The Couch or The Yoga Mat:
Yoga Therapy vs Psychotherapy

Can yoga take the place of a psychotherapy, particularly if engaging a body-mind modality like Phoenix Rising Yoga Therapy?

There seem to be many case studies and reports from clients that indicate a session on the yoga mat might well be more productive than hours on the couch. In the book “Beyond Talk Therapy – Using Movement and Expressive Techniques in Clinical Practice” (and published by the American Psychological Association), Michael Lee in his chapter on Phoenix Rising Yoga Therapy cites two case studies. In one of the cases a 40 year old man finds a lifetime burden is literally “lifted from his shoulders” during the course of his Phoenix Rising session. In another case, a determined and successful career woman lacking an expression of joy in her life is reconnected with her childlike creative and passionate “little girl” as she is guided through a body-scan. These studies seem to indicate on first looking that this new body-mind approach to yoga is indeed an effective replacement of more traditional approaches. Deeper searching suggests otherwise.

“Many people derive tremendous benefit and often change their lives in very dramatic ways as a result of their Phoenix Rising sessions, ” says Michael, “but this does not mean Phoenix Rising Yoga Therapy is a replacement for psychotherapy or that our yoga therapists are entering the domain of psychotherapy. There are some very clear differences between the practices. Both have their place in the overall spectrum of healing and bring different things to their clients. We feel its very important to be clear about the distinctions and we train our practitioners accordingly.”

Quinn Sale, M.A. has a foot in both worlds as a licensed professional counselor and teacher of family therapy in Williamsburg, Virginia and also as a practicing Phoenix Rising Yoga Therapist. She also serves as a Clinical Consultant to Phoenix Rising and is a member of faculty, leading a post-graduate workshop for Phoenix Rising practitioners on the use of the modality with abuse survivors.

“In my own caseload, ” says Quinn, ” I make a clear distinction between my yoga therapy and my psychotherapy clients. I do not attempt to integrate the modalities because they are quite dissimilar. Particularly in these days of managed care, psychotherapists are expected to assess, diagnose, and develop a treatment plan to remedy the client’s presenting problem. Most clients present with a specific dilemma, expecting the counselor to suggest a solution. Hierarchy is inherent in this relationship as the counselor must choreograph the desired change, whether that is through a cognitive, behavioral, family systems, gestalt, object relations or other therapeutic lens. Since the client, referral source and insurance company expect results, the therapist must take charge of the treatment and direct the client toward changes intended to remedy the presenting problem.”

Quinn carefully points our that, “the relationship between a Phoenix Rising Yoga Therapy practitioner and client is quite different. (Here) the practitioner does not offer direction, therapeutic assessment, treatment plans or interpretation. The practitioner does not take responsibility for solving any particular physical, mental, emotional or relationship problem. The practitioner’s role is fourfold:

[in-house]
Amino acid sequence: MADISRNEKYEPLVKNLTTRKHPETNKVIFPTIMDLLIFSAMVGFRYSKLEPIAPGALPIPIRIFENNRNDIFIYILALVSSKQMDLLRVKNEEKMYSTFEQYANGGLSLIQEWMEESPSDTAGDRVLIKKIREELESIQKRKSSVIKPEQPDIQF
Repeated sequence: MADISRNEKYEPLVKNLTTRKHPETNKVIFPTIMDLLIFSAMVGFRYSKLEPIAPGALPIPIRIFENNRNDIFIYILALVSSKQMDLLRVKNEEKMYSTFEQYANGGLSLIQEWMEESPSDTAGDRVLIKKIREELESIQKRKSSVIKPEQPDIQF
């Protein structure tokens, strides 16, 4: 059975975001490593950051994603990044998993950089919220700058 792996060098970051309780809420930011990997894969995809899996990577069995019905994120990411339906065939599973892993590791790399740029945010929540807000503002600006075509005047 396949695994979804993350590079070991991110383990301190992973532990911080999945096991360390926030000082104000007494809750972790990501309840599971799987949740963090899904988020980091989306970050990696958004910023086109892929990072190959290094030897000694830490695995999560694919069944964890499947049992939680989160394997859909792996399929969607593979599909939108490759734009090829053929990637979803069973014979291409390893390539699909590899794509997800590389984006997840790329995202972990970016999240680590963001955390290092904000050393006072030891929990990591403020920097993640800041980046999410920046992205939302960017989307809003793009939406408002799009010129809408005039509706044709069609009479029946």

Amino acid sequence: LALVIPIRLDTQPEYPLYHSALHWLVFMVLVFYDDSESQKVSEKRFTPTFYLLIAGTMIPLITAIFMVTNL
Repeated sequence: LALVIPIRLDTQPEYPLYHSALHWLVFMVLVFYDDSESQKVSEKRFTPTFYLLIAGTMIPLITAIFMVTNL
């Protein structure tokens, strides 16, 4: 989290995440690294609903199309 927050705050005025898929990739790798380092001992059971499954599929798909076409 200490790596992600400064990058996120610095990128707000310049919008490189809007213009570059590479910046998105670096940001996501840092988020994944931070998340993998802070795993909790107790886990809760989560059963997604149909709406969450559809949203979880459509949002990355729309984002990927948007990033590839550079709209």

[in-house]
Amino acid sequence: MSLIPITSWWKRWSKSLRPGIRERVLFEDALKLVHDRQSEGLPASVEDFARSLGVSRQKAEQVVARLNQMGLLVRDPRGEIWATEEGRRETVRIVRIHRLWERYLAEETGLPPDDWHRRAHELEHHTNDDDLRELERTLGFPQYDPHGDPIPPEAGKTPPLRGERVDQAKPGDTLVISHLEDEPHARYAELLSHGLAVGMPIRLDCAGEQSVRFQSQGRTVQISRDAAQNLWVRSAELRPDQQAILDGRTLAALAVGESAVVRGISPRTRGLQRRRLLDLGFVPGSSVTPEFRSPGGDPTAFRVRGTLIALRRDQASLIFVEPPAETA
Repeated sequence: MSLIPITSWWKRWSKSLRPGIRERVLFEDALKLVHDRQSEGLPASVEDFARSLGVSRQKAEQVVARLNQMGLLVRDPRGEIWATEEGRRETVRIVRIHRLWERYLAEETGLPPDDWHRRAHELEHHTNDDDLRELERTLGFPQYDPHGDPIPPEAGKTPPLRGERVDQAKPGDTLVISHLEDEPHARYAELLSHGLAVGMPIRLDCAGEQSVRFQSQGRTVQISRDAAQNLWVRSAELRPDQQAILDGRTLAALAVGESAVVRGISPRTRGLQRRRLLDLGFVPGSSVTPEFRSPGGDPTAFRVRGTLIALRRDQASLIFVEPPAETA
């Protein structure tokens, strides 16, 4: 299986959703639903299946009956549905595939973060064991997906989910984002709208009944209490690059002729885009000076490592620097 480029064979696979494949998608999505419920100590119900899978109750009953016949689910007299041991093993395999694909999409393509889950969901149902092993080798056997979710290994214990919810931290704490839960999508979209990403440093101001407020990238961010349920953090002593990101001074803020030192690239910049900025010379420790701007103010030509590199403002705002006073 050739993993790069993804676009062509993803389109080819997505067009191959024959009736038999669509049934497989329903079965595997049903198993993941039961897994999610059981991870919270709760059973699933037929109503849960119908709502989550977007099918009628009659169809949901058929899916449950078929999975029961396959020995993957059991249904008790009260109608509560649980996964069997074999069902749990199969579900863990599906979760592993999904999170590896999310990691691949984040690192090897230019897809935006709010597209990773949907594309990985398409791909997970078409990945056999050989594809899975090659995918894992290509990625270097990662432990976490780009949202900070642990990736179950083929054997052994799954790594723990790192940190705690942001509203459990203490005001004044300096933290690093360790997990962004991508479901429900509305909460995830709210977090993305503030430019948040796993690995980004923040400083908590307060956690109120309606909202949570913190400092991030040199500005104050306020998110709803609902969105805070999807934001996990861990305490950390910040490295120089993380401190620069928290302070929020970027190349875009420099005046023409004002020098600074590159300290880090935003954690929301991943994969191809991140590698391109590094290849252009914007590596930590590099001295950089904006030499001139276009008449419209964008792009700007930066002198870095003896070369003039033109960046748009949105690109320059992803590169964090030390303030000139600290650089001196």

1. Be fully present to the client’s exploration of her/his body-mind experience during their time together;
  2. Support the client in learning how to “read” the body’s messages;
  3. Physically support the client in hatha yoga postures chosen to explore and open parts of the body;
  4. Empower the client to integrate the somatic experience into his/her life.”

From what Quinn says its easy to see that a major difference lies in the INTENTION held by the practitioner and the resulting unwritten CONTRACT with the client. Part of the distinction also relates to the issue of power. In the Phoenix Rising context the power is clearly with the client as person to determine the outcome of the session.

“In order to fulfill this role,” Quinn explains, “the practitioner utilizes certain techniques which are quite different from those used in psychotherapy. These include centering meditation, body scanning, yoga posture work that is physically supported by the practitioner, dialoguing techniques intended to facilitate the client’s body awareness, and integration of the somatic experience into life. The dialoguing techniques, which distinguish Phoenix Rising Yoga Therapy from other forms of body work, are basically reflective listening and are Rogerian in origin. Therefore, they are nondirective and client-centered. Much of the Phoenix Rising training program focuses on the strict application of these simple techniques. Students are repeatedly cautioned against making interpretations, offering suggestions, or giving any guidance about how what showed up on the yoga mat might apply to their clients’ lives. Thus the client learns to rely upon their own resources and inner wisdom rather than on the practitioner. Therefore, the format of sessions and the relationship between practitioner-client differ significantly from psychotherapy.”

All of this could very well mean that for a particular client the results they obtain from receiving Phoenix Rising Yoga Therapy sessions, might well be very similar to what they might gain from psychotherapy. But while the destination might be the same the journey would have been very different.

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